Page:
Journalists face charges in Inauguration arrests; one sees charges dropped

Emma Lux | Newsgathering | News | January 27, 2017

Charges have been dropped against one of the seven individuals arrested and charged with felony rioting while covering the anti-Trump protests last Friday, according to a filing by the U.S. Attorney’s office in D.C. Superior Court.

Evan Engel, who works at the news site Vocativ, had been released pending trial last weekend. The rioting charge carries a maximum penalty of 10 years in prison and a $25,000 fine.

“After consultation with the counsel for Mr. Engel, who is a journalist with Vocativ, as well as a review of evidence presented to us by law enforcement, we have concluded that we will not proceed with the charge against this individual,” prosecutors said in a media statement. Engel's lawyer is former White House counsel Kathryn Ruemmler.

Prosecutors did not comment on the other cases, but said that they "are continuing to work with the Metropolitan Police Department to review evidence related to the arrests on Jan. 20. As in all of our cases, we are always willing to consider additional information that people bring forward."

The Reporters Committee is maintaining a page with the status of these cases. All of the individuals identifying themselves as journalists have demonstrated recent experience with posting news reports, photographs or videos to web sites. Some have indicated in social media profiles that they also consider themselves activists.

The journalists were among 230 people arrested and detained between the intersections of 13th and O Streets NW and 12th and L Streets NW. The large group included many of the disguised “black bloc” protesters who carried hammers, smashed windows, and vandalized a limousine.

Also among the crowd arrested at 12th and L Streets NW were RT America reporter Alex Rubinstein, freelance reporter Aaron Cantu, documentary producer Jack Keller, photojournalist Matthew Hopard, and independent journalists Shay Horse and Alex Stokes.

They are all charged with the highest level of offense under Washington D.C.’s law against rioting, which applies when there are injuries as a result of the activity or property damage in excess of $5,000. Two police officers were taken to the hospital with minor injuries during the confrontation.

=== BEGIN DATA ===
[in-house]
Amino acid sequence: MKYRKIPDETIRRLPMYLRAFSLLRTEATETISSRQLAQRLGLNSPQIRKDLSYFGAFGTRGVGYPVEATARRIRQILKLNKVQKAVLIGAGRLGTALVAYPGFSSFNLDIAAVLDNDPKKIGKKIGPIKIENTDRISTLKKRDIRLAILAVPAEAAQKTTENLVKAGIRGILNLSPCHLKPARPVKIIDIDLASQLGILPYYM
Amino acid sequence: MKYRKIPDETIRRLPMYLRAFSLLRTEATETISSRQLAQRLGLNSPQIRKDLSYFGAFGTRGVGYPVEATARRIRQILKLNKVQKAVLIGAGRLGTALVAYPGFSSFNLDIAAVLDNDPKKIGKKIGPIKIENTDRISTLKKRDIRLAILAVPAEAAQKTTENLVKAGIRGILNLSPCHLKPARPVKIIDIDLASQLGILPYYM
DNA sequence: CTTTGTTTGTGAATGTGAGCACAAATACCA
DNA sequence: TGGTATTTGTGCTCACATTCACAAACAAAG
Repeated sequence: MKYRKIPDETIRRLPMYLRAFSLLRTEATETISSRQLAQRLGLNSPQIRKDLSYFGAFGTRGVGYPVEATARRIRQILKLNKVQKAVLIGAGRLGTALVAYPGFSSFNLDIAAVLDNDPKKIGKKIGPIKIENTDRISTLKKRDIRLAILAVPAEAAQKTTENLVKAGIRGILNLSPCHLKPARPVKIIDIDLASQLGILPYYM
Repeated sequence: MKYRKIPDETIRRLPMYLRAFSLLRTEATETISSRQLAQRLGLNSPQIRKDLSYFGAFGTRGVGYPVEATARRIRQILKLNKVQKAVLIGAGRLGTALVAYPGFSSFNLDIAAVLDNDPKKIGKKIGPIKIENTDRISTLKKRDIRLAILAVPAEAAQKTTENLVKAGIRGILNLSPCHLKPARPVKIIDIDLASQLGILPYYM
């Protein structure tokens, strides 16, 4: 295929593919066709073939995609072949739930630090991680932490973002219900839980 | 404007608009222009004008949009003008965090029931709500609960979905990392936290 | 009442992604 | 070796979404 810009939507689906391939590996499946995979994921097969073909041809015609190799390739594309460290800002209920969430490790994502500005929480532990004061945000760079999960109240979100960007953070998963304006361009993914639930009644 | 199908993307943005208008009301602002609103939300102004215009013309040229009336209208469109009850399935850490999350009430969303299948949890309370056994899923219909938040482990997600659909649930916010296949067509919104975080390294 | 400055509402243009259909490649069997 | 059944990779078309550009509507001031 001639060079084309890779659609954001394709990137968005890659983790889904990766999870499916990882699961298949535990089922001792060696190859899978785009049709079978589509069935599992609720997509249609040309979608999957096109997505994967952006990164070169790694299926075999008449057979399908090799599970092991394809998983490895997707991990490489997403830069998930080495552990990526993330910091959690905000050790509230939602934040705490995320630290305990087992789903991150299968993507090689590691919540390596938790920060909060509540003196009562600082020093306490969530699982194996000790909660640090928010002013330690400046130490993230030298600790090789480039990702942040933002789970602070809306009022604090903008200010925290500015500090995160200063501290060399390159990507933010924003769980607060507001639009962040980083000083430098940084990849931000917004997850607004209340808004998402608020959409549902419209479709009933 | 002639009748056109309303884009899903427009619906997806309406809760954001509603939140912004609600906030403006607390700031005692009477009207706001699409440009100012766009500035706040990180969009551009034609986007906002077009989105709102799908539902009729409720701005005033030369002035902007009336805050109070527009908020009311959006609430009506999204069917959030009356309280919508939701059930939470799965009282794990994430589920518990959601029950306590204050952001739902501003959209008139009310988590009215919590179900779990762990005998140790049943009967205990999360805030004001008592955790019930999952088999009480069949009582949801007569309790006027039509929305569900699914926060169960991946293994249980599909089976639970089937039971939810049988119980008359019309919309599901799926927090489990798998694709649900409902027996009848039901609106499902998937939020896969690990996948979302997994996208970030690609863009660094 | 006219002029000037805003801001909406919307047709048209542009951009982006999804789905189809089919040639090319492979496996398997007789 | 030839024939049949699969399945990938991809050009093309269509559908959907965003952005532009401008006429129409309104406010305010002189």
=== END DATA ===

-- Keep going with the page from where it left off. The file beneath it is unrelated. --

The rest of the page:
Complaints in each of the cases state, without distinguishing between protesters and the journalists that were covering them, that the individuals “willfully engaged, incited and urged other people to engage in public disturbance.” None of the complaints associate any of the acts of vandalism or assault with particular individuals.

Various lawyers are also criticizing the tactics police used during the mass arrest. The National Lawyers’ Guild wrote that police violated D.C. law by failing to issue a dispersal warning and "kettling," or surrounding, the crowd en masse.

Jeffrey Light, a Washington D.C. lawyer has filed a lawsuit against police on behalf of 51 plaintiffs. The suit argues that the police surrounded and indiscriminately arrested not only the protesters, “but also members of the media, attorneys, legal observers and medics.”

“I was kept on the corner of 12th and L Streets for the first nine hours and didn’t receive water, bathroom or food for about 12 hours,” Stokes said by email. He said that he was detained for 35 hours, and only allowed ten minutes of sleep before his arraignment. Stokes says he hosts an Albany Public Access TV news show called "News World: Albany Banana Corps."

There is also a question of how police handled media credentials. Tim Poole, an independent journalist who posts to his own Youtube channel, wrote on his Twitter page that he and two television reporters were detained during the kettling, told they were not free to leave and were under arrest. But they were eventually released before police moved in to arrest the crowd after they repeatedly informed officers they were journalists and showed credentials.

Rubinstein could not be reached for comment. However, an RT America report states that he "wore his press credentials at all times" and showed them to police before being arrested.

Stokes says, "I was not asked for press credentials even after informing police that I was press."

Jack Keller, producer of the web documentary series Story of America, who was arrested while covering the protest, was not commenting on advice of an attorney. However, Annabel Park, the co-director of the web series, confirmed that Keller was arrested and detained for 36 hours while covering the protest, and that his cell phone remains in police custody.

“I don’t want to be afraid to document. Is this something that’s going to be normal?," Park added.